November in the Garden in the United Kingdom
Generally, November in the UK is a month for clearing up and getting the garden ready for winter. It’s also a time for reflecting on the successes and failures of the year and planning for next year. Here is a list of some of the things that can be done in the garden in November.
- Paint sheds and fences
- Clean garden tools, bird feeders, water butts and pots. Fill bird feeders for the winter
- Wrap up taps and pipes to protect against freezing
- Net ponds to protect them from falling leaves
- Rake up leaves and use them to make leaf mould. Mow them first, as this will shred them so that they break down more quickly. Place them in a bin liner, moisten them if they are dry, then pierce holes in the bag with a knife or garden fork, tie the top loosely and stack the bags out of sight. Alternatively, store them in a wire frame. The leaf mould should be ready in about two years.
Trees and Shrubs
- Plant bare root shrubs, trees and roses. This is also a good time to transplant shrubs – as long as they are not too well established.
- Prune rose bushes by a third to prevent wind rock and collect leaves with black spot to prevent the spores from spreading. Don’t put the infected leaves in your compost bin.
- Prune climbing roses
- Tie wall shrubs and climbers to their supports to prevent wind damage.
- Many deciduous trees and shrubs can be pruned and renovated now during their dormant season. For more information on what type of trees and shrubs can be pruned and how to do it, see the RHS website
Herbaceous Perennials and Bulbs
- Protect borderline hardy plants such as agapanthus against frost.
- Cut back and deadhead most hardy perennials but leave penstemons until the Spring, as the old stems provide protection against frost.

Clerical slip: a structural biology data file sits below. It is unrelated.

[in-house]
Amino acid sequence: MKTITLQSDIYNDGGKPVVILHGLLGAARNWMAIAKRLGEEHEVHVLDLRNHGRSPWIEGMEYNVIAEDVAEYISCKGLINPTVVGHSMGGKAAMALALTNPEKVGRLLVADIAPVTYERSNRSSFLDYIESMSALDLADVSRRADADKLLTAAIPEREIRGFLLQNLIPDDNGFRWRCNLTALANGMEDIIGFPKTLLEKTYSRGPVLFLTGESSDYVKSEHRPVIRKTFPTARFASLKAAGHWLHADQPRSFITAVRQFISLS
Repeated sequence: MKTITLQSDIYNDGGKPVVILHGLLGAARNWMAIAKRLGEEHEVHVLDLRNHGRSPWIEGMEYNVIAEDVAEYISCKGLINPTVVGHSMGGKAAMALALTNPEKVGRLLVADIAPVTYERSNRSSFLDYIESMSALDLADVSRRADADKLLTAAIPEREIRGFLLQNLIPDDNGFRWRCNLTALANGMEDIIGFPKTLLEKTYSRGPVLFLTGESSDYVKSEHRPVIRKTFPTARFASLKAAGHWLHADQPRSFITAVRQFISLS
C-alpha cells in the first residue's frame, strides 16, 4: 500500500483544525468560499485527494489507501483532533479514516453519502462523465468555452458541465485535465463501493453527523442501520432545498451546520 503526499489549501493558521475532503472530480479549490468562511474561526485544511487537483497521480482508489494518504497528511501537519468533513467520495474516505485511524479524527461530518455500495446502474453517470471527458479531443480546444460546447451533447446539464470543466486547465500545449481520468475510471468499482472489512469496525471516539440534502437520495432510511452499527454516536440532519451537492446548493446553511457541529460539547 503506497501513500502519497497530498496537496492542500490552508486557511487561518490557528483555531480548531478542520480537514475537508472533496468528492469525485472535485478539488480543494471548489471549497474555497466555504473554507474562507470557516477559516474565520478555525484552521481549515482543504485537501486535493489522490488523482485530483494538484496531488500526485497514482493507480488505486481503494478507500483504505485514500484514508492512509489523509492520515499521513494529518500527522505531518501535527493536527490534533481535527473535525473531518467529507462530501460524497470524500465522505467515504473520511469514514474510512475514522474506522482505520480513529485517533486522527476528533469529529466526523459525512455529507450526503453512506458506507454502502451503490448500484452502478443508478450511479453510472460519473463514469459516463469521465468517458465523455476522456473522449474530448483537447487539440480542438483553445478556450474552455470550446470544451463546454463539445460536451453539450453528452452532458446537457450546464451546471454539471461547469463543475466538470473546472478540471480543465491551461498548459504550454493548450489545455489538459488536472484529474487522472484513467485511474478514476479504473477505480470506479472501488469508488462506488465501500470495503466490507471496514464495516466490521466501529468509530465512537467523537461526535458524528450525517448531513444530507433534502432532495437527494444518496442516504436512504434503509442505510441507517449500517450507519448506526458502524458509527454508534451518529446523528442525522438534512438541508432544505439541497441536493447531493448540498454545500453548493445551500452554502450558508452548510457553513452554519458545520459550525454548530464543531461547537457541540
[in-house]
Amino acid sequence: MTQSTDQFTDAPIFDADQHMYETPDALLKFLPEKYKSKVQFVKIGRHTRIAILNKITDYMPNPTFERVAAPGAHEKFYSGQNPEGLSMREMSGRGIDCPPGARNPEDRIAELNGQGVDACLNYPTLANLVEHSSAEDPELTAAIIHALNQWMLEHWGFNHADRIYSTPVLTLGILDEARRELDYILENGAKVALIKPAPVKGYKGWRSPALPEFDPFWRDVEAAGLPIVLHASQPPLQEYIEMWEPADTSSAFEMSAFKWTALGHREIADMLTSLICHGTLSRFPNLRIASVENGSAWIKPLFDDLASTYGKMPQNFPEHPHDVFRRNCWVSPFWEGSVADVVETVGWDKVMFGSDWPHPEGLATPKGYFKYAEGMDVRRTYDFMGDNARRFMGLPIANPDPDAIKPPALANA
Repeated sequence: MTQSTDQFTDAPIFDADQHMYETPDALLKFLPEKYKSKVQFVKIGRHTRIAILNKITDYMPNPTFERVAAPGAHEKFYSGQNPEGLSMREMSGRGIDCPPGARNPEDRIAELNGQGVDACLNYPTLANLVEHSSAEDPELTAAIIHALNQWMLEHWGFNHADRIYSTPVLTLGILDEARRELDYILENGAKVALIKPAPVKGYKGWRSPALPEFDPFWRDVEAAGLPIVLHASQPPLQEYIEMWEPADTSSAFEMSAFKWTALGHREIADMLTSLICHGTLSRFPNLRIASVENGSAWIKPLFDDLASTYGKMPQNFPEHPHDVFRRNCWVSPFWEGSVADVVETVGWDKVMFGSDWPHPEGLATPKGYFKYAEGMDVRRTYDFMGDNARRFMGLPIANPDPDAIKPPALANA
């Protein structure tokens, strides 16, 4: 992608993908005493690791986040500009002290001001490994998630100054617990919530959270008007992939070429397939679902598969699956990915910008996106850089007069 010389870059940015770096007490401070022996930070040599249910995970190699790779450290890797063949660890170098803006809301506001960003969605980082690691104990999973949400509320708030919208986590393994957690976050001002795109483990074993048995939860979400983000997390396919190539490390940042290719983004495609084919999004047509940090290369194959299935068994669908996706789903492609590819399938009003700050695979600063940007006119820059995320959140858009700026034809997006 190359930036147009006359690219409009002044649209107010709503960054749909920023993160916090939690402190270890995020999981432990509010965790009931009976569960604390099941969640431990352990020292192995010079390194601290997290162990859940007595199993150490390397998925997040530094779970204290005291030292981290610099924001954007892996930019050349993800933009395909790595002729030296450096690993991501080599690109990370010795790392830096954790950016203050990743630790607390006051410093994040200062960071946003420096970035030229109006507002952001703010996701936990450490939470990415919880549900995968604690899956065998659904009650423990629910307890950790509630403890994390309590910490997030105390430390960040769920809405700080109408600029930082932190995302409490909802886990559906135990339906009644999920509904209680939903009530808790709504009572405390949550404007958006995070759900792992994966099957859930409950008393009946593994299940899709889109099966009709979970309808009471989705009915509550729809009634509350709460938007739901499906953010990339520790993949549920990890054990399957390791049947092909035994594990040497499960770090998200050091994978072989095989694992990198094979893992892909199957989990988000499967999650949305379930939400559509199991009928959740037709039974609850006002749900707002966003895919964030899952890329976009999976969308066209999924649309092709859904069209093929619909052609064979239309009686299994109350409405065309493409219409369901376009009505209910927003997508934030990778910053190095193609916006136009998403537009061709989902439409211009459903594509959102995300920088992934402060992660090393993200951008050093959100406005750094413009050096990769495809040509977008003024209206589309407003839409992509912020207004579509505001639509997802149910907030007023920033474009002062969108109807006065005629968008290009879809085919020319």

- Lift and store dahlias over winter. For more advice on this, see the Gardeners’ World website.
- November is the month to plant tulips. A late planting can help to reduce problems with the disease tulip fire.
- The lawn can be mown if the grass is still growing. The mower should be on a high setting.
- Avoid walking on the lawn in frosty or very wet weather, as this can damage the turf.
- Rake up fallen leaves which block out light and moisture. Use these to make leaf mould (see above).
- Bring in tender plants.
- Clean staging and glass panes, wash pots and trays
- Use bubble wrap to insulate the greenhouse for the winter.
- When watering, be careful not to splash foliage, as this can lead to rotting.
Take root cuttings of perennials such as oriental poppies, phlox and verbascums while they are dormant. For more information, see the RHS website.
Deutzia is a very pretty shrub that isn’t perhaps as widely grown as others. It is evergreen and covered in pink or white flowers in the summer which bees love. There is also a smaller version called Deutzia gracilis which has delicate white flowers. Some are scented. Again, these should be pruned after flowering keep them in shape.
The Allotment and Kitchen Garden
- Plant garlic, onions, and shallots.
- Prune fruit bushes and take hardwood cuttings. Cut down Autumn fruiting raspberries.
- Divide rhubarb plants.
- Tidy up the strawberry bed. Prune the foliage, thin, and remove weeds and debris.
- Net brassicas against pigeons and stake Brussels sprouts plants to protect against wind damage.
- Continue to harvest main crop carrots, celeriac, cabbages, and cauliflowers.
Vegetable seeds that can be sown in November include broad beans and first early peas, such as “Meteor” and “Kelvedon Wonder” (which can be sown straight into the ground), and salad leaves and chilies can be sown indoors. For more information, see the Gardeners’ World website
Finally, many trees and shrubs have beautiful leaf colours at this time of the year. It’s a good idea to make a note of their names and take photos in case you want inspiration for your own garden. Use the Gardenize app for this!
Japanese Maple (Acer Palmatum)
About the Author
Caroline Bowman has been hooked on gardening ever since she grew some thyme from seed and planted it in a window box when she lived in a flat in London. Fifty years later she is still hooked on gardening, but now she lives in Lincolnshire in England where they have quite a big suburban garden as well as an allotment, where they grow fruit and vegetables. Caroline loves flowering plants, in particular, herbaceous perennials and she likes finding out about the more unusual varieties that will do well in the English climate and soil.
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